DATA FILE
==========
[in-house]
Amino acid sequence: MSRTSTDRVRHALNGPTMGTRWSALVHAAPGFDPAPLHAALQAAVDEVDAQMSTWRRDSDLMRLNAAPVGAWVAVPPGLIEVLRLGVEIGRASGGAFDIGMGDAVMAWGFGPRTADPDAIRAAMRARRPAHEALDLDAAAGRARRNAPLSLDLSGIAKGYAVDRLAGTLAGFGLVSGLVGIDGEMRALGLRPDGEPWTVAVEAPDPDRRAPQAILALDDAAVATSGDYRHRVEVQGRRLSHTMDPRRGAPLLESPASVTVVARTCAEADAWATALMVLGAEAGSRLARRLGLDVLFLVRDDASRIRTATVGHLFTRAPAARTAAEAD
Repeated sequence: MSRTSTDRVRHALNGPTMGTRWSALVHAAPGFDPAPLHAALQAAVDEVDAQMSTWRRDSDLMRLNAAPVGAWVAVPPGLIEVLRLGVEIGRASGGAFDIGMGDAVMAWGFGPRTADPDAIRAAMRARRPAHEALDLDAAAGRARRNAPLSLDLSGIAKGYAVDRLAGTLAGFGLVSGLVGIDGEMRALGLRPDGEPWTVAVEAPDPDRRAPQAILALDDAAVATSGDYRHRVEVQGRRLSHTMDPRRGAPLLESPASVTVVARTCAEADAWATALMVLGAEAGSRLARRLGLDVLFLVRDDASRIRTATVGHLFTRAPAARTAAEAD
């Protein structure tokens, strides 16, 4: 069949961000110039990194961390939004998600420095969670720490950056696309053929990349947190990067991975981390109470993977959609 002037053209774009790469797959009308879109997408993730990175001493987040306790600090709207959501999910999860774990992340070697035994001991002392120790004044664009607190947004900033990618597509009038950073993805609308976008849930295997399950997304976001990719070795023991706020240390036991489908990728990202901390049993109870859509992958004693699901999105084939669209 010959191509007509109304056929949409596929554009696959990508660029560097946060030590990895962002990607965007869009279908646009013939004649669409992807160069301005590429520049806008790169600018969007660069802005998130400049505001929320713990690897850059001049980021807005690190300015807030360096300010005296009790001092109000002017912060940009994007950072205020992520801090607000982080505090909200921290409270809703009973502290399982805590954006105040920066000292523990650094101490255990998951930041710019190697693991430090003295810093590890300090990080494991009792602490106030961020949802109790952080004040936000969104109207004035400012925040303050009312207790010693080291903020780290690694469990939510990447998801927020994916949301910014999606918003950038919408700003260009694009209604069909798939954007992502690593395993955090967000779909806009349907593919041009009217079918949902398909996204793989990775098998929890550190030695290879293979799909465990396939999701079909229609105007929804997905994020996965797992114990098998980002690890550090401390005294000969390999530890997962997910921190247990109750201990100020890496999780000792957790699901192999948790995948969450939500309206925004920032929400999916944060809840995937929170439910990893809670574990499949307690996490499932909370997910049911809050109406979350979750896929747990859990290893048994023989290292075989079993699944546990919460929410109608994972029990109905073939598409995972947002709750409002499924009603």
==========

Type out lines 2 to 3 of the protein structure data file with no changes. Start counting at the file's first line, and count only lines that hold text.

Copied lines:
Amino acid sequence: MSRTSTDRVRHALNGPTMGTRWSALVHAAPGFDPAPLHAALQAAVDEVDAQMSTWRRDSDLMRLNAAPVGAWVAVPPGLIEVLRLGVEIGRASGGAFDIGMGDAVMAWGFGPRTADPDAIRAAMRARRPAHEALDLDAAAGRARRNAPLSLDLSGIAKGYAVDRLAGTLAGFGLVSGLVGIDGEMRALGLRPDGEPWTVAVEAPDPDRRAPQAILALDDAAVATSGDYRHRVEVQGRRLSHTMDPRRGAPLLESPASVTVVARTCAEADAWATALMVLGAEAGSRLARRLGLDVLFLVRDDASRIRTATVGHLFTRAPAARTAAEAD
Repeated sequence: MSRTSTDRVRHALNGPTMGTRWSALVHAAPGFDPAPLHAALQAAVDEVDAQMSTWRRDSDLMRLNAAPVGAWVAVPPGLIEVLRLGVEIGRASGGAFDIGMGDAVMAWGFGPRTADPDAIRAAMRARRPAHEALDLDAAAGRARRNAPLSLDLSGIAKGYAVDRLAGTLAGFGLVSGLVGIDGEMRALGLRPDGEPWTVAVEAPDPDRRAPQAILALDDAAVATSGDYRHRVEVQGRRLSHTMDPRRGAPLLESPASVTVVARTCAEADAWATALMVLGAEAGSRLARRLGLDVLFLVRDDASRIRTATVGHLFTRAPAARTAAEAD